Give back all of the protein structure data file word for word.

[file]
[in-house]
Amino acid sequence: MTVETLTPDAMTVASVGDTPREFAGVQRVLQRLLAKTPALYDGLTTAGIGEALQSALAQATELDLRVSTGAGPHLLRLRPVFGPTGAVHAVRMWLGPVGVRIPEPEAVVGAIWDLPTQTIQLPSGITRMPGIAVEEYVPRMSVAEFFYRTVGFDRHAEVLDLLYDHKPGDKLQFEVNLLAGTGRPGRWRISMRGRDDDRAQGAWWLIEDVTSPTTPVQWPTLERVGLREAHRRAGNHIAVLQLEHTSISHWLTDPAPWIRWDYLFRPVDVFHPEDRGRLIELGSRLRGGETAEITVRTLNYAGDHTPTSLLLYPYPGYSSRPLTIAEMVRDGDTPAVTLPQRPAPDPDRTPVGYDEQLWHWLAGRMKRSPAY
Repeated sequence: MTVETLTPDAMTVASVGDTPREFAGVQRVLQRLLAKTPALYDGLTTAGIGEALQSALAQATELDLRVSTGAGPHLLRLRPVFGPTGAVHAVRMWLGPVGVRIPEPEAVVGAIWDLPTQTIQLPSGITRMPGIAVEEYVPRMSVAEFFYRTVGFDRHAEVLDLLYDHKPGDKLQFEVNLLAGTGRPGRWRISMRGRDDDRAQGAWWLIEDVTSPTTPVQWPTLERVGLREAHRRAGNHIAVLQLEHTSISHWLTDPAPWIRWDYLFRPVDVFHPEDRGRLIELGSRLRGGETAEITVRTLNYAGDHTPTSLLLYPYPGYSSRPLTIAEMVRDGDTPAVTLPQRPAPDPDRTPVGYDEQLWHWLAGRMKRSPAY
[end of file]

[in-house]
Amino acid sequence: MTVETLTPDAMTVASVGDTPREFAGVQRVLQRLLAKTPALYDGLTTAGIGEALQSALAQATELDLRVSTGAGPHLLRLRPVFGPTGAVHAVRMWLGPVGVRIPEPEAVVGAIWDLPTQTIQLPSGITRMPGIAVEEYVPRMSVAEFFYRTVGFDRHAEVLDLLYDHKPGDKLQFEVNLLAGTGRPGRWRISMRGRDDDRAQGAWWLIEDVTSPTTPVQWPTLERVGLREAHRRAGNHIAVLQLEHTSISHWLTDPAPWIRWDYLFRPVDVFHPEDRGRLIELGSRLRGGETAEITVRTLNYAGDHTPTSLLLYPYPGYSSRPLTIAEMVRDGDTPAVTLPQRPAPDPDRTPVGYDEQLWHWLAGRMKRSPAY
Repeated sequence: MTVETLTPDAMTVASVGDTPREFAGVQRVLQRLLAKTPALYDGLTTAGIGEALQSALAQATELDLRVSTGAGPHLLRLRPVFGPTGAVHAVRMWLGPVGVRIPEPEAVVGAIWDLPTQTIQLPSGITRMPGIAVEEYVPRMSVAEFFYRTVGFDRHAEVLDLLYDHKPGDKLQFEVNLLAGTGRPGRWRISMRGRDDDRAQGAWWLIEDVTSPTTPVQWPTLERVGLREAHRRAGNHIAVLQLEHTSISHWLTDPAPWIRWDYLFRPVDVFHPEDRGRLIELGSRLRGGETAEITVRTLNYAGDHTPTSLLLYPYPGYSSRPLTIAEMVRDGDTPAVTLPQRPAPDPDRTPVGYDEQLWHWLAGRMKRSPAY